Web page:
NEW YORK – The perfect metaphor for the Boston Red Sox's season came straight from their manager's mouth. In crimson streams of spittle.
Terry Francona is not in good health. His knees, repaired by surgeons 20 times, still ache. His brain, worn by the fatigue of a disappointing season, the lymphoma diagnosis of pitcher Jon Lester, the heart palpitations of David Ortiz, the antics of Manny Ramirez and any other number of daily annoyances, pulses mercilessly. And on Aug. 27, following a sweep of the Red Sox by Seattle, his cheek started to bleed.
Four years earlier, following a pulmonary embolism, Francona had started taking blood thinners. Somehow, Francona mistook his blood thinner, Coumadin, for a sleeping aid, Ambien – both have doses delivered by oval-shaped pills – and when he bit his cheek, it gushed like a geyser. Not wanting to gurgle his own blood, Francona held a white washcloth to his mouth.
It wouldn't stop bleeding.
Such an affliction was dooming his team, which had suffered a five-game sweep at home by the Yankees and would endure another three-game sweep at Oakland following the Seattle series. The Red Sox, leaders of the American League East most of the season, World Series champions two years ago, had hemorrhaged.
And from then on, through Oct. 1, when the Red Sox play their last game, Francona will be there feeling the same way he has felt since his 47-year-old body started to wail and his team started to fold.
"Like (expletive)," he said between doubleheader games Sunday, when the Red Sox swept the New York Yankees and finished the series taking three of four games. "When the season's over, you can collapse. Up until that point, you just put it in overdrive and go.
"I mean, I'm supposed to check my blood every couple of days, and I had gotten lazy with that. By accident, I took a couple extra blood thinners. I cut my mouth and I bled for two days. You get caught up in things. I need to pay attention to what I need to pay attention to.
"I've got to take care of 25 guys. I'm last."
Managing the Red Sox is about as forgiving a job as tightrope walking, and for this reason Francona carries a container of Metamucil everywhere he goes. The fans are microbiologists, dissecting every decision, and psychologists, breaking down the reasoning, and sharpshooters, firing verbal or written bullets if the first two don't add up. They are pessimists, fatalists and narcissists, allowing themselves to be defined by what happens to the Red Sox. When they win, life is good; when they don't, life ain't.
Even so, Francona has escaped, at least thus far, relatively unscathed. Most of the blame for Boston's collapse filtered past Francona and toward general manager Theo Epstein, who less than a year ago could have won a mayoral election in Boston – unanimously.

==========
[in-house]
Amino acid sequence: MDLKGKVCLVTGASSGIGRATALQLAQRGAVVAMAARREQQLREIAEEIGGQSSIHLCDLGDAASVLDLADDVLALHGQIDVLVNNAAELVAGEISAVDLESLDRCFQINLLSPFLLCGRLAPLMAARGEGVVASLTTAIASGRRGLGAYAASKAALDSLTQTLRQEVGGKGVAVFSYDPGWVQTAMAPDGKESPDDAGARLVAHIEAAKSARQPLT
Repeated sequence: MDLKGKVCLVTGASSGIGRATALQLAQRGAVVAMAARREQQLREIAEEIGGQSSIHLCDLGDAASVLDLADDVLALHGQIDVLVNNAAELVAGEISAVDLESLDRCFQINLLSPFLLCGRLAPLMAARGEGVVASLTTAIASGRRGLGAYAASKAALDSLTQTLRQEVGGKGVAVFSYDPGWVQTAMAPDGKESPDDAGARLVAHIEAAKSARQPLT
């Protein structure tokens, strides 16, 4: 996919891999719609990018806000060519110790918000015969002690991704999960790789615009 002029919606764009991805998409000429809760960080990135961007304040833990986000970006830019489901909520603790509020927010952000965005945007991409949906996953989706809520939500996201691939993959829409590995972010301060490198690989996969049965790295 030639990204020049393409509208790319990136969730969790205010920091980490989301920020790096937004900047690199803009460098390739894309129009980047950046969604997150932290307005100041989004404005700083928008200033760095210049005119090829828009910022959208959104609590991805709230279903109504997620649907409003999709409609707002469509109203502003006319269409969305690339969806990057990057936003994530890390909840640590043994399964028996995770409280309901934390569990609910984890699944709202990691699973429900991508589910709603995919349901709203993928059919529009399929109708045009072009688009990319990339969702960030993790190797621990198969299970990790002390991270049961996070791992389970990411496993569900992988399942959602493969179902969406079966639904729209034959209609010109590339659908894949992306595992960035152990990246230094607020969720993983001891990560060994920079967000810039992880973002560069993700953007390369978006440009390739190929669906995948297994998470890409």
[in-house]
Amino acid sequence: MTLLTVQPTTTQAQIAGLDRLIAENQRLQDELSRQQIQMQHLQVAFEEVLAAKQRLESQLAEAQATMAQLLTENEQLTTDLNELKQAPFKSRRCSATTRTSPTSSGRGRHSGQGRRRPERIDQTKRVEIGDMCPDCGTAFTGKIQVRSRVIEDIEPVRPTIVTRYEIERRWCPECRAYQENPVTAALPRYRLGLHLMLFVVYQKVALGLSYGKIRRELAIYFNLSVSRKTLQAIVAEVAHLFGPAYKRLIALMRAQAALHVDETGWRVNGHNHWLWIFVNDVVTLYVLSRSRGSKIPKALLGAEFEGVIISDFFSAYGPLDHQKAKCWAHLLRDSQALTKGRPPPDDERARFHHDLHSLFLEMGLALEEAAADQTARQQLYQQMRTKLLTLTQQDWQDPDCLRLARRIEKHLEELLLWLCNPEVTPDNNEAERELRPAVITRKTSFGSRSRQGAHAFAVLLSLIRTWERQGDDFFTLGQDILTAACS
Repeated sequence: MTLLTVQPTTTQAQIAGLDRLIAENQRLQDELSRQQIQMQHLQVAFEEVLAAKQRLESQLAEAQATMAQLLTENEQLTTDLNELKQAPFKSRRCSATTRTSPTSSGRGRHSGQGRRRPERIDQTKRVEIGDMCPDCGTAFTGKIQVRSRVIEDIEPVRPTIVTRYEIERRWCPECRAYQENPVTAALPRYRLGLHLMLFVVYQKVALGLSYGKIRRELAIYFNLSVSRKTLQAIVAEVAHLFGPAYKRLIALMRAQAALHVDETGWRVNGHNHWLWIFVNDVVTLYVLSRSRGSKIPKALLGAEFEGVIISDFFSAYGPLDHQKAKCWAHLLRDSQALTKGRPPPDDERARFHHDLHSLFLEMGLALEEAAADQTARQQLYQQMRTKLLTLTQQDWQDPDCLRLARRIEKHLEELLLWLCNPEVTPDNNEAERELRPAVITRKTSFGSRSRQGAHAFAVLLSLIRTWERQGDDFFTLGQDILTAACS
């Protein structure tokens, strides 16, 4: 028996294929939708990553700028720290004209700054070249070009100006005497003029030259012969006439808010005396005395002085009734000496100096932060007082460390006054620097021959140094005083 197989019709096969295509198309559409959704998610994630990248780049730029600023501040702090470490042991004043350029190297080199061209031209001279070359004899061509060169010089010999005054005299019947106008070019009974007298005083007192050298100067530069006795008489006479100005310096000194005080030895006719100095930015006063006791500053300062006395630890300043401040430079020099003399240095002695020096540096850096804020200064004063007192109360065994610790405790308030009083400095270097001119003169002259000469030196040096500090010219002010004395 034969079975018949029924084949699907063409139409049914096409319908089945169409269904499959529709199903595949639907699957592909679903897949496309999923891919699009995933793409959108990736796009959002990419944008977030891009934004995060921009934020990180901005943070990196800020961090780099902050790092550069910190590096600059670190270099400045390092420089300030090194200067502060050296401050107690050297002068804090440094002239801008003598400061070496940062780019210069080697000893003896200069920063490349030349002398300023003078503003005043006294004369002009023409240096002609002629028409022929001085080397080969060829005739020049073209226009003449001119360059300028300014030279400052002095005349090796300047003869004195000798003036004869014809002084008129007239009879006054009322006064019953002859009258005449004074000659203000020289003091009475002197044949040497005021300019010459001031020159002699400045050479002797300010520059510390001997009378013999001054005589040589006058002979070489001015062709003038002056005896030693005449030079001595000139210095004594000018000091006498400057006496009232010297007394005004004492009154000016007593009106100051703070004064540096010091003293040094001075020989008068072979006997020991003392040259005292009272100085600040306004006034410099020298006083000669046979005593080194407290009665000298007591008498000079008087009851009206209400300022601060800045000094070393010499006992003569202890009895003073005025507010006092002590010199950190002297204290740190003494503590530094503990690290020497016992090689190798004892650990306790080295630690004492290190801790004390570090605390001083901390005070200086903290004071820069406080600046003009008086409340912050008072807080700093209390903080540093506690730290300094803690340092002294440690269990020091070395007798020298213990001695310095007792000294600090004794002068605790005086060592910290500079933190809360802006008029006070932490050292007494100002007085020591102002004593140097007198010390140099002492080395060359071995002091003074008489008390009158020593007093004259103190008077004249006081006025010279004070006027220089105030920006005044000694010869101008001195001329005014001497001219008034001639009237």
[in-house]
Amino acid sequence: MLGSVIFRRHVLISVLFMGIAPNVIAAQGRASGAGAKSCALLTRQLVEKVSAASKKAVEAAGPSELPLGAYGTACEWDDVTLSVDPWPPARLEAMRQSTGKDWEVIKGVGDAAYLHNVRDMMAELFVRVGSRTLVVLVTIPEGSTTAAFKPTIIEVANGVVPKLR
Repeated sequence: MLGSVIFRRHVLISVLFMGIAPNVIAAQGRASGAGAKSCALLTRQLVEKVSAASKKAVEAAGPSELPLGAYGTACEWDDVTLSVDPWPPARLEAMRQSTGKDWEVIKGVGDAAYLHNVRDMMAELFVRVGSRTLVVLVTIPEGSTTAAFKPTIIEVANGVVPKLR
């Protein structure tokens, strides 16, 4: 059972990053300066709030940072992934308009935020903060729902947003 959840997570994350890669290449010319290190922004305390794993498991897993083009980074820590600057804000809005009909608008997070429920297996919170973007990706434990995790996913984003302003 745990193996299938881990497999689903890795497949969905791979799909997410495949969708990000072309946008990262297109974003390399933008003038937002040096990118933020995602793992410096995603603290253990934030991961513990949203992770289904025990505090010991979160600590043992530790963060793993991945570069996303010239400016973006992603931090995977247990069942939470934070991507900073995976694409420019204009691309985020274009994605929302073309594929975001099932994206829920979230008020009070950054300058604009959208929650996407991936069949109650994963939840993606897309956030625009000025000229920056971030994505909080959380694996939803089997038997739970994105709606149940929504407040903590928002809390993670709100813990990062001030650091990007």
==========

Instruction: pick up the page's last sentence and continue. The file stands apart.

Epstein sat pat at the trade deadline while the Yankees acquired Bobby Abreu and a few other pieces and parts. Epstein said the Red Sox never would be able to compete monetarily with the Yankees, which riled up the fans even more not only because it seemed to show weakness but also because they knew it was true, and any concession to New York feels like Israel praising Palestine.
In the meantime, all Francona had to do was sit through losing streaks of five, six and six. On Aug. 4, the Red Sox were 65-43 and one game behind New York. By Aug. 30, they were 71-62 and eight back. He called team meetings and patrolled the clubhouse to rouse his team and tried to understand Ramirez, a futile activity if there ever were one.
"My job is to be the manager and the leader of this team," Francona said. "So it's easy when things go well. Now that they haven't, it's my responsibility to make sure we don't fall apart. We bust our ass trying to do that. We had a tough stretch. If I hang my head, it's not going to work."
Francona doesn't like comparisons, so he's not going to call this his worst season as a manager. He spent four years in Philadelphia, a meat grinder itself, and never won more than 77 games. Boos became the Phillies' soundtrack.
Since "Sweet Caroline" has been rather sour, perhaps an image better defines the 2006 Red Sox than a song. And for all of Ortiz's late-inning heroics and the team's disheveled look following the Yankees' sweep, the enduring one came from Seattle.
During a meeting with Francona that night, Epstein wanted to talk about the game, about September call-ups, about anything. He couldn't help but notice another bloodied towel.
"Can you please stop bleeding?" Epstein said.
He said you.
He meant we.